1992 fiat uno 45

This was my first car, chosen mainly* on the advice of the motoring god that is Quentin Wilson. No really.

Purchase Cost - 1000.
Ran from/to - June 1999 to April 2004.
Scrapped - April 2004.

Yes, it was red (and slowly going orange, thankfully not pink like some did) and with a 999cc FIRE engine (Fully Integrated Roboticised Engine). I've heard all the jokes already, mostly at the motor factors when I went to buy parts for it: no, it didn't come with a flashing blue light.

The main appeal was its low running costs. Servicing cost the same as a few CDs, it did 40mpg no matter how I drove it, and it was only group 2 insurance. Yes, with only a 1 litre engine and 45bhp it was no rocketship, but with a 740kg kerb weight it wasn't as slow as you might think. Lets face it, out of all the cars in same insurance group, an Uno is comparatively spacious, reasonably quick, and it handles - unlike say a 2CV! Sure, I would have liked something quicker and bigger, with a better ride, and that was less noisy, but my Uno was cheap to run, cheap to insure, easy to service and I don't recall it ever letting me down.

I looked at loads of Unos before buying the one I did; most were pre-facelift rusty sheds, the one I bought was the only facelifted one I found that wasn't dodgy or priced at double what it was worth.

The pictures below were taken outside the flats where I used to live in Huntingdon, the day after the Drohans' Scatter on the 10/11/99, organised by Lindholme Motor Sports Club. The rather muddy state of the car is due to a few mad miles, in which I followed close behind another crew from Salford (SUMC) in an Escort.



Maintenance
The head gasket failed at the end of February 2001 - the car had been loosing water for about a week, and I'd been keeping a close eye on the oil and the temperature gauge. As soon as the oil went a little milky - that was it, the head gasket had to be changed. The picture below shows the stripped and cleaned head, thermostat, inlet and exhaust manifolds, head bolts and distributor in the middle of my living room floor...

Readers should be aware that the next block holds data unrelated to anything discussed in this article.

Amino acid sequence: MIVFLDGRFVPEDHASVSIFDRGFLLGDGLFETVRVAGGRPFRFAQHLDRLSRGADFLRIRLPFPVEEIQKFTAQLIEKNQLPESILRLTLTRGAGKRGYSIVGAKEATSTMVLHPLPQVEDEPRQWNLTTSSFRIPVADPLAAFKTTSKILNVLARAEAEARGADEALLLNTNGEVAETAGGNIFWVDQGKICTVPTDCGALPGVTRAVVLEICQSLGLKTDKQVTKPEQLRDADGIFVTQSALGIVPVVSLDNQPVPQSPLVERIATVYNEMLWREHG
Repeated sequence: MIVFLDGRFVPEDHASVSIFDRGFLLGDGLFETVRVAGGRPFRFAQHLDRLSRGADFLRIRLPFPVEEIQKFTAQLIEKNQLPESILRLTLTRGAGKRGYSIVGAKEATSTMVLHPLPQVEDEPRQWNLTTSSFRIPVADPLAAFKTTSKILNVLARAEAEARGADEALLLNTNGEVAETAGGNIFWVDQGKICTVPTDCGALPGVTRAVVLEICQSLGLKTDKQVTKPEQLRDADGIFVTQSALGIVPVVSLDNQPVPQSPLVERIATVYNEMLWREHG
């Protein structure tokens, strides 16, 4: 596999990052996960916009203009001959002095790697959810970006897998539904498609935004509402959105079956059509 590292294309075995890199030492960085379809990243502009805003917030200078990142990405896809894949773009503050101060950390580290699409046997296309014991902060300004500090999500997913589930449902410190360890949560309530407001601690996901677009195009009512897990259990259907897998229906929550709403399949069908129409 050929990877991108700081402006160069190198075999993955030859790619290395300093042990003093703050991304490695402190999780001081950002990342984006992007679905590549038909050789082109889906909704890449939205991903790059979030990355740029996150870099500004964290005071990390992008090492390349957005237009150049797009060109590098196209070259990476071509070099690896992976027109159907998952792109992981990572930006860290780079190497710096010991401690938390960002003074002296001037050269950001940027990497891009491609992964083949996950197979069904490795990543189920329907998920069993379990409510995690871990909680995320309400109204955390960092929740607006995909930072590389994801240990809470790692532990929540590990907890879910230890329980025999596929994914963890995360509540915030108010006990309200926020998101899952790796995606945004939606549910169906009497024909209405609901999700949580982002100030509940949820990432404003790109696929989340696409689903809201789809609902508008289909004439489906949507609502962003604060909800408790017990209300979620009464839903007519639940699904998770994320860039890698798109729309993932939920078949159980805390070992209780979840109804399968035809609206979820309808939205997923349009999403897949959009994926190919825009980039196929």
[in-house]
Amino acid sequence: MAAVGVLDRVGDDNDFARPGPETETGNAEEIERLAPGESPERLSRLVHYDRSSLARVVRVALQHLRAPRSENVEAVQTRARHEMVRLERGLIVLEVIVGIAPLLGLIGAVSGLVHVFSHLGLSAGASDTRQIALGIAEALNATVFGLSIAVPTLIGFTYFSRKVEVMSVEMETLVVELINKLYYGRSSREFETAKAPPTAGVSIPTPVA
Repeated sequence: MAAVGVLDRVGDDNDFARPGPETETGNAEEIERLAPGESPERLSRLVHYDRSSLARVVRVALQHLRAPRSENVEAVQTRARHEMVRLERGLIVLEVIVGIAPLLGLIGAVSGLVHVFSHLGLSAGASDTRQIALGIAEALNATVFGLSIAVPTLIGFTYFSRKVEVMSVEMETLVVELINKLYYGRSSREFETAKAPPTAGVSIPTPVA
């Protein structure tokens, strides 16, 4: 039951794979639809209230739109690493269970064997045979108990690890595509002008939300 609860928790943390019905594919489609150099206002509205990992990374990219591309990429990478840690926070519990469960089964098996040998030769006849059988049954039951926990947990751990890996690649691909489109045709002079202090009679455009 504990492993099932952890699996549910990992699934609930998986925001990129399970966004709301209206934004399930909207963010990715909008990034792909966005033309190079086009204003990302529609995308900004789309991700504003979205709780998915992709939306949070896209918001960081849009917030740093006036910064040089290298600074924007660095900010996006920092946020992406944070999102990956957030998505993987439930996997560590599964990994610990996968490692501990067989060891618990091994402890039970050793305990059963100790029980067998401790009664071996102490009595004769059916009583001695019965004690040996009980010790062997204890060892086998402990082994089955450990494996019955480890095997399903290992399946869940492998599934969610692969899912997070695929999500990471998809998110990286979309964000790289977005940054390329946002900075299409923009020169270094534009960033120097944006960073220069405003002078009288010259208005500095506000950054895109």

Because it had been caught so early, the head was still perfectly flat, but a lot of cleaning was required - the carbon deposits and old gasket were pretty thick! The job was fairly easy (thanks to Bryan for his help) and it saved a lot of money doing it at home. Afterwards it ran a lot better, but the damn camshaft cover gasket still leaked...

Query my sanity...
Confirmation: I am mad. I took my one litre Uno Drag Racing!

Exactly How Fast?
On paper, 0-60 was a glacial 17 seconds. But in the real world the car seemed much faster than this. OK, a 21.5 second quarter mile is definitely nothing special, but it never embarassed itself doing scatters. My mates in the University motor club were often surprised by just how quick it was.

Some of my all-time favourite drives were in this car, late at night, returning along the country lanes from one of the Robot Wars meetups at Oundle Mill near Peterborough, to my home in Sawtry. It would routinely leave friends motors behind, one time abandoning a modern Golf Tdi. Another time, even when heavily loaded with batteries and the robot, it left a Punto GT (that's the turbo one) and a Xantia Activa Turbo (the quick one - the very car I later owned) minutes behind, so much that I started to wonder if my friends had ended up in a ditch.

So what was I going to replace it with?
"Good question. For the moment, nothing. My Uno is totally reliable and cheap to run, besides I can't really afford to replace it yet. I'd like either a Pulsar GTi-R (yeah right!) or an old Range Rover, but realistically, when the time comes, I think I'll be looking at a Punto, Felicia or another (newer) Uno."

So much for what I wrote above. I met a GTi-R owner who warned me that parts were almost impossible to get. But heart still ruled head and I replaced the Uno with my Range Rover!

So what killed it?
Not much actually. I'd bought (and was now running) the Range Rover. The Uno had a broken handbrake cable, some small bits of rust on the sills, a blowing exhaust, and a couple of other little faults. I did a bit of simple economics - I could fix the problems, MOT it and try to sell it, but risk not convering the cost of the MOT. Or I could just scrap it.

I chose to scrap the car. A friend wanted the engine (which to this day sits in his garage) and the scrappy only took what was left of the car because the tyres were less than 6 months old. I've always regretted doing so, and who knows, one day I might buy another Uno.



* The insurance groups, prices and fuel economy figures in Parkers Guide also had a hand in choosing an Uno, as did my university flatmate Ash who also concluded an Uno was the best option for a first car. The other realistic option of a Nova was seen as too chavvy and as you could break into one simply by staring at it for a bit, not ideal for taking to Salford.


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